It is fitting, then, that the combat system is intuitive, well-laid out and deeply satisfying. Imagine if Gears' shooter mechanics were combined with the hack and slash qualities of God of War, sounds good right? It is.
Your ranged attacks are mapped, as you might expect, to the triggers and the bumpers, the D-pad providing ample opportunity for juggling between your Bolter and other weapons such as plasma guns, lascannons and an awesome, mine-spewing instrument of destruction called the Vengeance Launcher. The feedback is reassuringly solid, the sound design excellent. It's the face buttons, though, that will almost certainly have you shouting out exclamations of bloodthirsty euphoria. Playing with an Xbox controller for the demo, A offered up an evasive roll, X yielded fast and light attacks, Y hammered home heavy hitters, and the B button triggered cinematic finishers that made me unconsciously shout my approval rather loudly. I've never really been one for the numb journalistic response to everything - if I like a game, if it really grabs me, I'll let people know - and, having dealt with the hustle and bustle of E3 for 48 hours already, I think something about Space Marine must have struck a chord.
The transition from ranged to melee combat is seamless, which is crucial. But you can be inserting bullets into an Ork one second before rolling into the fray, carving up a few mindless grunts with a mix and match of heavy and light attacks before rolling back out of range, stunning the big, fat heavy Ork gunner at the back with a few rounds of the plasma cannon, leaping forward and hammering 'B' at the reeling beast. Out comes the chain-sword, in zooms the camera and it's off with his head. The executions differ depending on the enemy, and where you're stood in relation to them, but they're all mightily cathartic.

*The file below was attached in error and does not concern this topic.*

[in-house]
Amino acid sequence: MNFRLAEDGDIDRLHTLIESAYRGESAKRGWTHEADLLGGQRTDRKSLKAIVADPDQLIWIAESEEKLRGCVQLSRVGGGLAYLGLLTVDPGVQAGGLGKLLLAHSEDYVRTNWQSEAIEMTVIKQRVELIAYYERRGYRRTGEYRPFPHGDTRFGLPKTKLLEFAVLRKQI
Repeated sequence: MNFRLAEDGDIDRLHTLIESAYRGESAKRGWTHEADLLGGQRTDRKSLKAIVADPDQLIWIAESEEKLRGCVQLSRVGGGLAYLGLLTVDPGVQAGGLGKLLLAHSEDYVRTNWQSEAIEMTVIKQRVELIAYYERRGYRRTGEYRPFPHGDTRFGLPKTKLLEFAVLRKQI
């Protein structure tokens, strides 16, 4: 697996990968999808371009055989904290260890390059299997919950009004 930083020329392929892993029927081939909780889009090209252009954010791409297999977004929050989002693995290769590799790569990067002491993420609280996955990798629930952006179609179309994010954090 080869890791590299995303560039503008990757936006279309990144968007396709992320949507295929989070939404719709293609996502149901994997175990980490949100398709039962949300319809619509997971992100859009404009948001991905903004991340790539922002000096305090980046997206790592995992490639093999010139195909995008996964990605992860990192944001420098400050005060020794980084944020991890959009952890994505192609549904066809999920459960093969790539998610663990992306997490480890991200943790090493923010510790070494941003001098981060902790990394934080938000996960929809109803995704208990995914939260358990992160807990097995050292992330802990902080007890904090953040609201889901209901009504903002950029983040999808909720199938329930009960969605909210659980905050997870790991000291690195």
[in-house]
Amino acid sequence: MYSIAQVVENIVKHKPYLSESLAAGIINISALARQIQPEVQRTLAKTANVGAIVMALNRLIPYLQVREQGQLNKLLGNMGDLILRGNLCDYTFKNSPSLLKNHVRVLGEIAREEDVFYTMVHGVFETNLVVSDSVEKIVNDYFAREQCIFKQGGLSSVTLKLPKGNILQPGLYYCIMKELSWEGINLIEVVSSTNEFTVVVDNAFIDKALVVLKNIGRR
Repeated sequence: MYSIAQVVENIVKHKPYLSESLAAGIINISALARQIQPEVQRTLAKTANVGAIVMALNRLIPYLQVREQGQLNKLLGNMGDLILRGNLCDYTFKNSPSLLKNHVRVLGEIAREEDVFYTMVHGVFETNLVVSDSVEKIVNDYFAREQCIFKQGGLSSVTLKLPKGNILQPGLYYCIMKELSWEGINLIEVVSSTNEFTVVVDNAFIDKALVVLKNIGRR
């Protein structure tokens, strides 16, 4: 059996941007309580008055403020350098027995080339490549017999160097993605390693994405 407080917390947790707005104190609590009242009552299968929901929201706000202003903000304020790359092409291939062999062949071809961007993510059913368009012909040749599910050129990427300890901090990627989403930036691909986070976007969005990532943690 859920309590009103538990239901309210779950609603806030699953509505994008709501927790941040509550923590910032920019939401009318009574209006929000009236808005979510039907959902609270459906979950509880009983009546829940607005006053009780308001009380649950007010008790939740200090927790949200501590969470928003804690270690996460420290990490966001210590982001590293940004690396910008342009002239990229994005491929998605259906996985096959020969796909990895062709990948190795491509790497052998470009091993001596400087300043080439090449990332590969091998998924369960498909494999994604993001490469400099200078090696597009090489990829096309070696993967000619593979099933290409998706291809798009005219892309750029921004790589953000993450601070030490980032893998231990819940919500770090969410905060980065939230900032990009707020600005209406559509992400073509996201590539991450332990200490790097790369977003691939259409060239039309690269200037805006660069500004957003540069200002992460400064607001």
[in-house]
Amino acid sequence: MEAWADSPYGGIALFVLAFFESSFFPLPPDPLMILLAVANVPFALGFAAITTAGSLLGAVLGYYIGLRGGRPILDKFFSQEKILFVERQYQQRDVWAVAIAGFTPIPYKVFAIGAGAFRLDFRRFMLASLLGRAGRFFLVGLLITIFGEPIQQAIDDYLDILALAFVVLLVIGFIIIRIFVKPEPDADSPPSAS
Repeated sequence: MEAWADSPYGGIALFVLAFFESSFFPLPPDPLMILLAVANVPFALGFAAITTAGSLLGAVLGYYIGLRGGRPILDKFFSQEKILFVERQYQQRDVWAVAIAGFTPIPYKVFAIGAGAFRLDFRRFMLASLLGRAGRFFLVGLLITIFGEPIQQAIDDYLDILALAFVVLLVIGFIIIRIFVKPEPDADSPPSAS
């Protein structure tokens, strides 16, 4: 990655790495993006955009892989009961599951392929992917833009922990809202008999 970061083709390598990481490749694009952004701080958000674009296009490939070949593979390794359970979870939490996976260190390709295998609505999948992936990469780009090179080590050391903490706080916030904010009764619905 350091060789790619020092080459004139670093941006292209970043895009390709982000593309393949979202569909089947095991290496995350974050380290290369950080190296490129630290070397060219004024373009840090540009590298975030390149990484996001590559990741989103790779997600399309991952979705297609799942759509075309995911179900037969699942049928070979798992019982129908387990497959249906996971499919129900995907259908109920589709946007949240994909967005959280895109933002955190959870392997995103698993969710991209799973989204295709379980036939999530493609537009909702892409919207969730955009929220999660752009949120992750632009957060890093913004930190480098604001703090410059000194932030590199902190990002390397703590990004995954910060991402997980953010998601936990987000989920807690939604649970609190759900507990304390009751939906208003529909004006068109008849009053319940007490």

In terms of visuals, the game doesn't look bad as such, but it won't exactly dazzle your optic nerve either. It's serviceable and smooth, which will be far more important in the long run, with small crowds of enemies onscreen and plenty of viscera flying about the last thing you want is slowdown. There were one or two glitches here and there, but nothing major. There are dangers, too, associated with Space Marine that could only really be inferred from the demo - short that it was - but predecent would tell us to be wary of one trick ponies and a lack of variety. As I say, the 10-15 minute demo was a perfect snapshot of some exhilarating, frenetic combat, but all we fought were Orks. No sign of the Forces of Chaos just yet.
I want to see more, though; I feel like I have to. The demo was pretty much exactly what I'd wanted to see: sheer escapist power fantasy at its best. Yes, there are perhaps reservations over just how sustainable that feeling of satisfaction might be over the long term, and they're hardly reinventing the wheel here. But if Relic can manage to keep things relatively fresh and entertaining throughout, they have the foundations of a game that truly captures what it means to be the ultimate fighting force in the universe.
WH40K: Space Marine lands September 6th on PC, PS3 and X360.